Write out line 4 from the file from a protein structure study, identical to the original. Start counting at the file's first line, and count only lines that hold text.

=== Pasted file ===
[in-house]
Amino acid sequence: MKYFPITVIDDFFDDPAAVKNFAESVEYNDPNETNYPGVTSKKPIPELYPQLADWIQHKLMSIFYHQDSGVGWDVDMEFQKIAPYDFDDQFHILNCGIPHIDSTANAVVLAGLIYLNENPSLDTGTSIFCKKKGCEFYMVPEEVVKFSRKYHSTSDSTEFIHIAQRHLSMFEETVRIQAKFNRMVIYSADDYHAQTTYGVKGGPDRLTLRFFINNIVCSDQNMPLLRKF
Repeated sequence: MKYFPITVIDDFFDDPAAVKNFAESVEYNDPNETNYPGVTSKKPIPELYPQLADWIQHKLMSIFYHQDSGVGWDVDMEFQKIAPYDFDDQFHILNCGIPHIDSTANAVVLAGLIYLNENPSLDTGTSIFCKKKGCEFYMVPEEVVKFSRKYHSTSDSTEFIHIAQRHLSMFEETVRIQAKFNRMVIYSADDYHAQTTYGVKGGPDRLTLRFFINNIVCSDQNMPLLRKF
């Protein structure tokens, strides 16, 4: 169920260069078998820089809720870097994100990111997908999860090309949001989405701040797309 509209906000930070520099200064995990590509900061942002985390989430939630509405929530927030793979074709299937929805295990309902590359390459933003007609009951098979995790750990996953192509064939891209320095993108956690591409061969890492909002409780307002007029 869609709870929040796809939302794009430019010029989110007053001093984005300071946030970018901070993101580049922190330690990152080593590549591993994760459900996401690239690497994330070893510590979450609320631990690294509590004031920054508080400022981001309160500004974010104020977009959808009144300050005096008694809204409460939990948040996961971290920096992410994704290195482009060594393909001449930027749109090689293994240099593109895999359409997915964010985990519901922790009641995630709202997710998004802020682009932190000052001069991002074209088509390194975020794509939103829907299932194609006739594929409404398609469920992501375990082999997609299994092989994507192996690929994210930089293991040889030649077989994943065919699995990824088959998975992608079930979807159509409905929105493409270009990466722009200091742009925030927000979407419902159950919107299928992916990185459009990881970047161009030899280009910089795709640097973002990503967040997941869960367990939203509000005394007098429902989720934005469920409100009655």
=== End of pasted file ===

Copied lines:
């Protein structure tokens, strides 16, 4: 169920260069078998820089809720870097994100990111997908999860090309949001989405701040797309 509209906000930070520099200064995990590509900061942002985390989430939630509405929530927030793979074709299937929805295990309902590359390459933003007609009951098979995790750990996953192509064939891209320095993108956690591409061969890492909002409780307002007029 869609709870929040796809939302794009430019010029989110007053001093984005300071946030970018901070993101580049922190330690990152080593590549591993994760459900996401690239690497994330070893510590979450609320631990690294509590004031920054508080400022981001309160500004974010104020977009959808009144300050005096008694809204409460939990948040996961971290920096992410994704290195482009060594393909001449930027749109090689293994240099593109895999359409997915964010985990519901922790009641995630709202997710998004802020682009932190000052001069991002074209088509390194975020794509939103829907299932194609006739594929409404398609469920992501375990082999997609299994092989994507192996690929994210930089293991040889030649077989994943065919699995990824088959998975992608079930979807159509409905929105493409270009990466722009200091742009925030927000979407419902159950919107299928992916990185459009990881970047161009030899280009910089795709640097973002990503967040997941869960367990939203509000005394007098429902989720934005469920409100009655």